Tipps für Gründer
Tipps für Gründer

Why today’s founder-friendly market doesn’t mean you’re guaranteed to raise money

Founders looking to raise capital in 2022 have the market on their side, but should be aware of the current market dynamics and this investor advice.
2022 startup fundraising investor advice

From total dollars and funds to deal sizes and valuations, nearly everything in the venture capital sector is up. With $100 billion raised by venture capital funds in 2021, more capital has poured into the sector than at any other time in history. In other words, 2021 was a record-smashing year for startups and VCs alike.

A few weeks ago, I joined Anu Hariharan, Partner at Y Combinator, Katie Thiry, Principal at Salesforce Ventures, Kat Cole, President and COO of Athletic Greens, and Noah Lichtenstein, Founding and Managing Partner at Crossover VC, in collaboration with Brex, to talk about what these trends mean for the venture landscape.

Here, I share my three takeaways for early founders looking to raise capital in 2022.

Yes, it’s a founder’s market. No, that doesn’t mean you’ll raise money

All the signs point to a founder-friendly market and to date, our research agrees. From the last quarter to this quarter, investor activity in pitch decks jumped 21%, up 60% percent year-over-year (YOY). Comparatively, founder activity rose just 10% quarter-over-quarter, coming in at about a 40% increase YOY.

Dropbox DocSend fundraising data for 2022

More capital chasing fewer deals means it’s never been a better time to be a founder, but that doesn’t mean they can hit the easy button. The time investors spend on pitch decks continues to decline, recently hitting an all-time low of two-and-a-half minutes. We see investors getting to page four or five of a deck, without bothering to finish the rest.

So while it’s a great time to raise capital, investors have never been looking at so many deals before either—and in competitive landscapes, they look at every opportunity with additional scrutiny.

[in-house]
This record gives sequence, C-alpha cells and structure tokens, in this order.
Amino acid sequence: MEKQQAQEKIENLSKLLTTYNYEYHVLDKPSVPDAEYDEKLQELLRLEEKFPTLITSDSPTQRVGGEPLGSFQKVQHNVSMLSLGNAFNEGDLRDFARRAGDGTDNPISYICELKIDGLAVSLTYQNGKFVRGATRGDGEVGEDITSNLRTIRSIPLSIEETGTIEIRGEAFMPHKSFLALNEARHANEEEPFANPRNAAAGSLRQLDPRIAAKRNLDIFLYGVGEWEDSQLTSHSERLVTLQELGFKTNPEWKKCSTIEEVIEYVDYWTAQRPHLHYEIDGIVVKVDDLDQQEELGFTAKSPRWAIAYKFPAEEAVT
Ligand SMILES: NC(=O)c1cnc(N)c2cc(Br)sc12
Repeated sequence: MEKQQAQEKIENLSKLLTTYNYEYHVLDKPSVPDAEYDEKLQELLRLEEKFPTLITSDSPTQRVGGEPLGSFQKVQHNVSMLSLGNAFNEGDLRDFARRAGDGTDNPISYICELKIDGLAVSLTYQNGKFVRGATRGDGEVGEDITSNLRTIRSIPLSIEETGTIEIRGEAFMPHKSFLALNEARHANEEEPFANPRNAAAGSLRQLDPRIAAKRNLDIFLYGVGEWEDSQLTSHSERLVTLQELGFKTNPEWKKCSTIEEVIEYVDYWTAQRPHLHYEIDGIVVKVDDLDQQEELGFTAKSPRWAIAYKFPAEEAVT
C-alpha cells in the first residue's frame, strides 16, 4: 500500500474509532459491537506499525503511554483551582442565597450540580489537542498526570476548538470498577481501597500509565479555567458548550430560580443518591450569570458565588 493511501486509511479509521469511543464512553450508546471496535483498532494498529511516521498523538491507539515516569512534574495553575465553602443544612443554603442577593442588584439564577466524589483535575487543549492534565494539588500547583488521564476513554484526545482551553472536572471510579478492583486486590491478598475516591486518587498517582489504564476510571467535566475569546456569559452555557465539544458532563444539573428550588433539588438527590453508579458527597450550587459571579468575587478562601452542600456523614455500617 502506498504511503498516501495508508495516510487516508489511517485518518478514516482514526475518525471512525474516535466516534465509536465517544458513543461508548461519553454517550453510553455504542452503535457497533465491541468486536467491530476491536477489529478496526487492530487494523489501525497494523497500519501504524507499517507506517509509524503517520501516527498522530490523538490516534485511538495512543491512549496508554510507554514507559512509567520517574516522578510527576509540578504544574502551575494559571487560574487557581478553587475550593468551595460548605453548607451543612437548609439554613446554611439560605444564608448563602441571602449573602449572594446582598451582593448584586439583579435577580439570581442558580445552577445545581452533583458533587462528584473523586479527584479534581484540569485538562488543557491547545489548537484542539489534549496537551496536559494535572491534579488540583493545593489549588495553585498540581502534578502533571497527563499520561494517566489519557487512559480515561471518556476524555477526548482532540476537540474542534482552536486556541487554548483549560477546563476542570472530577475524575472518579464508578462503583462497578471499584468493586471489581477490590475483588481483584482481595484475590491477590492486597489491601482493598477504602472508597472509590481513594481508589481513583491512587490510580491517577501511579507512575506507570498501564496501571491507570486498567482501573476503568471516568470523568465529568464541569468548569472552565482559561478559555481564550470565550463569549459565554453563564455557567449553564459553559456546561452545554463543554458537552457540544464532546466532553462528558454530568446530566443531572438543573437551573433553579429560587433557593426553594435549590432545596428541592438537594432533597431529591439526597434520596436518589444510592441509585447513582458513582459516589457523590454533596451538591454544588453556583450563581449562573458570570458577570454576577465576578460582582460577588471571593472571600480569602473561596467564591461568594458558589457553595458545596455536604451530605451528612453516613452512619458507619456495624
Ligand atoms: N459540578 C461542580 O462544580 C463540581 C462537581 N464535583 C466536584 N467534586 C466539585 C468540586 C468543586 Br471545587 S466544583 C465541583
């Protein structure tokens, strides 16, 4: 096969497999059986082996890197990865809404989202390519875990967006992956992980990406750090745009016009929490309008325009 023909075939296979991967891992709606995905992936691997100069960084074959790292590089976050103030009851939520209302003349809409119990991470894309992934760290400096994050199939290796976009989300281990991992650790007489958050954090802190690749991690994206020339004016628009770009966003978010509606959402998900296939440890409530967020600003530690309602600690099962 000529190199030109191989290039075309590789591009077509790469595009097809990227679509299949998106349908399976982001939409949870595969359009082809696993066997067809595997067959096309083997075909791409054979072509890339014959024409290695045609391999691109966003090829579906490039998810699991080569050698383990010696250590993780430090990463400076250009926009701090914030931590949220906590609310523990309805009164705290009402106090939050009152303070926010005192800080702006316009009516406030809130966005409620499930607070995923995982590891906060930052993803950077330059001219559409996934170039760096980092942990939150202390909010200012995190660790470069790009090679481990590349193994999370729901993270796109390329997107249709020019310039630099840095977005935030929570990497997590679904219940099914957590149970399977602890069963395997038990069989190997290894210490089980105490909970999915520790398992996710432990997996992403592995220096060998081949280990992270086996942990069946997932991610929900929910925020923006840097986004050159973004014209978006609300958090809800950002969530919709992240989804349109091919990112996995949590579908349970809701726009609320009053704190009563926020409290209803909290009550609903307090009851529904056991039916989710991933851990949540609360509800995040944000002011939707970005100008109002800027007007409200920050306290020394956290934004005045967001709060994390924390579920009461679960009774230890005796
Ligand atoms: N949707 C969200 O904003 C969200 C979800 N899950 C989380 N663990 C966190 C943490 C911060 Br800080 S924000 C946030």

As Katie pointed out…

“The frequency of rounds is really increasing. We see valuations increase 2x in between rounds and within three months. It’s been challenging to think ‘Are we putting capital to work at this valuation and are we comfortable with the exit opportunities or not?’ It’s really top of mind for a lot of VCs.”  —Katie Thiry, Principal at Salesforce Ventures

Bottom line? Fundraising has a quality bar. This isn’t a market where everyone gets to raise just because they’re out there. You still need to nail your pitch, send your decks to more investors, and convince people you’re worth investing in.

Fundraising has a quality bar. This isn’t a market where everyone gets to raise just because they’re out there. Share on X

If your narrative isn’t clear today, it won’t be tomorrow either

The biggest mistake I see first-time founders make is overcomplicating their narratives. Rather than making them sound smarter or impressing investors, it does the opposite. It muddies the water, getting in the way of what they’re doing and more importantly, why they’re doing it.

If your narrative isn’t clear today, it won’t be tomorrow either. In markets where money is being thrown around, investors see so many pitch decks they can quickly suss out ones worth exploring. Even if you don’t have any data points yet, a clear narrative will tell people the direction you’re going in, as outlined in this video.